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Pass the tissue: Home remedies for hay fever

May 14, 2010|By ALICIA NOTARIANNI

Ah-choo!

Excuse me. Like many other people I've run into lately, my seasonal allergies are kicking up.

Allergies, which I should note, barely phased me until I moved into the Cumberland Valley. It was the same with my husband and children. We had heard of hay fever, but none of us had appreciably experienced it for ourselves.

I once mentioned this to a physician. He told me that seasonal allergens get trapped here between the surrounding mountains. In another geological setting, say on a plain or a mountain top, allergens are free to blow away and disperse.

Here in the valley, though, allergens are confined, leaving an especially runny-nosed, watery-eyed, coughing population in their wake.

So I dragged my miserable self to the pharmacy and shelled out money for antihistamines. I watched for sales on over-the-counter varieties, cut coupons and tried generic brands. But with a family of six alternately tipping tinctures and popping pills, it still wasn't cheap.

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In addition, I found the drowsiness that ensues after taking the typical antihistamine to be highly impractical. I tended to opt for non-drowsy counterparts, but I couldn't help but wonder if there were better options.

I've since explored home remedies for the symptoms of hay fever. Most are inexpensive compared to mainstream medications. Because I don't have a medical background, I can't vouch for the efficacy of every item on the following list. But I am working my way through and in many cases, I've been pleased with the relief I've found. As always, consult your physician.


Plan outdoor time. Researchers at the American College of Allergy, Asthma & Immunology (ACAAI) say the best way to treat allergy symptoms is to avoid allergens to begin with. Pollen is usually at its peak mid-morning, early evening and when the wind is blowing. Consider this when scheduling outside activities.


Gargle with saltwater. My mom taught me this remedy when I was a girl and it never fails to relieve a sore throat. Mix one or two teaspoons of table salt in eight ounces of warm water. Gargle "The Star Spangled Banner" for a simultaneous spirit booster.

Eat well. Stock up on plums and broccoli, because vitamin C has been shown to reduce nasal secretions and inflammation. Polyphenols found in grapes and Omega 3 fatty acids found in foods such as walnuts, beans, fish and olive oil also are believed to reduce allergic response.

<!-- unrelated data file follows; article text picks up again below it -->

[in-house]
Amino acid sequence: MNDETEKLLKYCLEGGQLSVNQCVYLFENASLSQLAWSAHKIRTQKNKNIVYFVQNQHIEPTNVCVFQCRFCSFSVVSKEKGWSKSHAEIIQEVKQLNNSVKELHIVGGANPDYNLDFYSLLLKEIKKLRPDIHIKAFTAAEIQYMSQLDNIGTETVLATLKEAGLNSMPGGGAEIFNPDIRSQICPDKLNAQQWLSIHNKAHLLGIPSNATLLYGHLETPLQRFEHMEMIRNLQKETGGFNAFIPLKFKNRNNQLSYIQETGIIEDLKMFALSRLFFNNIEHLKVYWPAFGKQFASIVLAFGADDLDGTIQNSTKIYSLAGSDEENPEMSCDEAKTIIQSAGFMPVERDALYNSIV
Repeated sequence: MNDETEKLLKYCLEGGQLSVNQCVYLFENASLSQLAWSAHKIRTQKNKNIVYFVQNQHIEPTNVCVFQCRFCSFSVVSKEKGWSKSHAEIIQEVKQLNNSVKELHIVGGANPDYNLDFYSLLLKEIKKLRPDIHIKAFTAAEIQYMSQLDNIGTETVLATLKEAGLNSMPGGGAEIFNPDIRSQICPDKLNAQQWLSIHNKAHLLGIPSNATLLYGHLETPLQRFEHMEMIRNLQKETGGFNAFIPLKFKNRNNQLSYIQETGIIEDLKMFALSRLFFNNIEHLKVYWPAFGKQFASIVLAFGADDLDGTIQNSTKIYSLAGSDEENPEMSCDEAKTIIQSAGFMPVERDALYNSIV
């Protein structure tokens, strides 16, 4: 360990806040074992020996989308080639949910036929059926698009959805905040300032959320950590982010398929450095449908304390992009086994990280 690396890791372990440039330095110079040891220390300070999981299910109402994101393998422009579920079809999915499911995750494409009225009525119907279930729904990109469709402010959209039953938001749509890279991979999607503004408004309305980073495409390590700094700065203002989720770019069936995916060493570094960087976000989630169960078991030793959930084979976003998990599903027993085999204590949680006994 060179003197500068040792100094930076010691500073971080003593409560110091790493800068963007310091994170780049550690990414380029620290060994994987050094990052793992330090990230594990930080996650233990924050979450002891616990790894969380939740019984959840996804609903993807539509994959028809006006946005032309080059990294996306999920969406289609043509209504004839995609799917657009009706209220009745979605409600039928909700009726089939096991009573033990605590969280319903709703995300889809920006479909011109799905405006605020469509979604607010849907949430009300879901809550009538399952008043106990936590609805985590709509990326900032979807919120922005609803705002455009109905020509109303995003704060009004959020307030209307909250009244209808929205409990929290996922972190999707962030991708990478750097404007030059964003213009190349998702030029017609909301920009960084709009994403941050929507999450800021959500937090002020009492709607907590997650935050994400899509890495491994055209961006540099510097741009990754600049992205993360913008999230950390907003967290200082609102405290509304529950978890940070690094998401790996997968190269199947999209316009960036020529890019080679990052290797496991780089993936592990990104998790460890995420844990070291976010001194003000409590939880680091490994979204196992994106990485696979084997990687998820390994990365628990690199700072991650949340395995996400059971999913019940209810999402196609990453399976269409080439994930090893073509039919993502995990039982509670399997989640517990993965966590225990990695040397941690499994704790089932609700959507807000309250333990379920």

Avoid certain foods. People with an allergic sensitivity to ragweed might also be allergic to certain foods. Keep an eye out for reactions to possible symptom-provoking foods like bananas, melons, sunflower seeds and cucumbers.

Drink hot drinks. Liquids with calming ingredients like honey or chamomile act as a mild cough suppressant while soothing the throat. Plus the steam can relieve congestion. Some studies indicate that green tea inhibits the production of chemicals involved in allergic reactions.

Irrigate with saltwater. Nasal irrigation with a saline solution helps slacken a stuffy nose. You can buy a bottle of solution for a few dollars at the pharmacy, or make your own and flush your nose using a small squeezable bottle or a Neti Pot.


Spice it up. Dishes containing cayenne pepper, hot ginger, onions or garlic help to thin mucus and clear nasal passages.

Humidify. Moisture alleviates dry eyes and a runny nose, and makes breathing easier for most allergy sufferers. But be careful not to overdo it. Humidity more than 40 percent can be counterproductive, encouraging the growth of indoor allergens like mold and dust mites.


Try compresses. A clean cool cloth over the eyes reduces itchiness and inflammation. Warm compresses applied to the face help soothe sinus pressure and pain.


Employ herbs. Licorice root, nettle leaf, perilla extract and other natural remedies are believed to relieve allergic response.


Close your windows. It's nice to snuggle under a warm blankets and fall asleep breathing in the crisp night air. But breathing in animal dandruff and pollen - not so much. Forego the open windows and if you like it cool, turn on a fan.


Just cough. It is your body's natural way of clearing the respiratory tract and lungs, so don't go overboard trying to completely suppress it.

For more ideas, search Web sites such as WebMD.com or HealingWell.com .

Alicia Notarianni is a reporter and feature writer for The Herald-Mail. Her e-mail address is alnotarianni@aol.com.

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